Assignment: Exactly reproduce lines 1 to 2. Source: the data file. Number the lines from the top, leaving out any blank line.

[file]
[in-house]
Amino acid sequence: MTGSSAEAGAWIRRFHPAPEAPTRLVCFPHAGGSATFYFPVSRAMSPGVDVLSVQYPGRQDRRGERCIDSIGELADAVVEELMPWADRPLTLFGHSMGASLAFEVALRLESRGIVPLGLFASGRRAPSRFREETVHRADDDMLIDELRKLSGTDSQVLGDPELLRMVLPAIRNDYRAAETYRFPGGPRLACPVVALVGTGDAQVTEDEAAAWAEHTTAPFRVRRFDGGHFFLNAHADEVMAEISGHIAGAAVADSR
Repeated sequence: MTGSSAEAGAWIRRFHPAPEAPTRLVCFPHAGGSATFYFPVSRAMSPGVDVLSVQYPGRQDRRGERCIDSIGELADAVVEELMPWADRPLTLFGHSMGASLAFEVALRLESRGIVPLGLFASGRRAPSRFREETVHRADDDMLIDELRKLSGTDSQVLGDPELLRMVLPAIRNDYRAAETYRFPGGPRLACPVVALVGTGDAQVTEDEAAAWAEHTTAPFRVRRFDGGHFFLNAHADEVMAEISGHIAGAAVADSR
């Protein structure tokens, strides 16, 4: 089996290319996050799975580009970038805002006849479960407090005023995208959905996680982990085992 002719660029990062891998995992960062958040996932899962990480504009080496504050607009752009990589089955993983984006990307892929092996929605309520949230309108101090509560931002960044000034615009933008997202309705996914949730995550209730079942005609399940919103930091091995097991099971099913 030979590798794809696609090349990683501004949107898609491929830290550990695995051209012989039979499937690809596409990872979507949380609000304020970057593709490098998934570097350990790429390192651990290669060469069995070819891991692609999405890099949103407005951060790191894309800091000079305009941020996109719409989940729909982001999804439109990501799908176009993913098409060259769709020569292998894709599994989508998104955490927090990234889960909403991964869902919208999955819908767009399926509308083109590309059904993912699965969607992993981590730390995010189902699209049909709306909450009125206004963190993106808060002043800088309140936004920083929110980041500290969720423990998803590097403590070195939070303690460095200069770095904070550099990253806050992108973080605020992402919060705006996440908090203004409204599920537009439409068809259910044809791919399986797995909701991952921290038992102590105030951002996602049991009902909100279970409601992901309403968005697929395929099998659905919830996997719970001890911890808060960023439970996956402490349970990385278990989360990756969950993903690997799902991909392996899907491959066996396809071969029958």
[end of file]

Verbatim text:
[in-house]
Amino acid sequence: MTGSSAEAGAWIRRFHPAPEAPTRLVCFPHAGGSATFYFPVSRAMSPGVDVLSVQYPGRQDRRGERCIDSIGELADAVVEELMPWADRPLTLFGHSMGASLAFEVALRLESRGIVPLGLFASGRRAPSRFREETVHRADDDMLIDELRKLSGTDSQVLGDPELLRMVLPAIRNDYRAAETYRFPGGPRLACPVVALVGTGDAQVTEDEAAAWAEHTTAPFRVRRFDGGHFFLNAHADEVMAEISGHIAGAAVADSR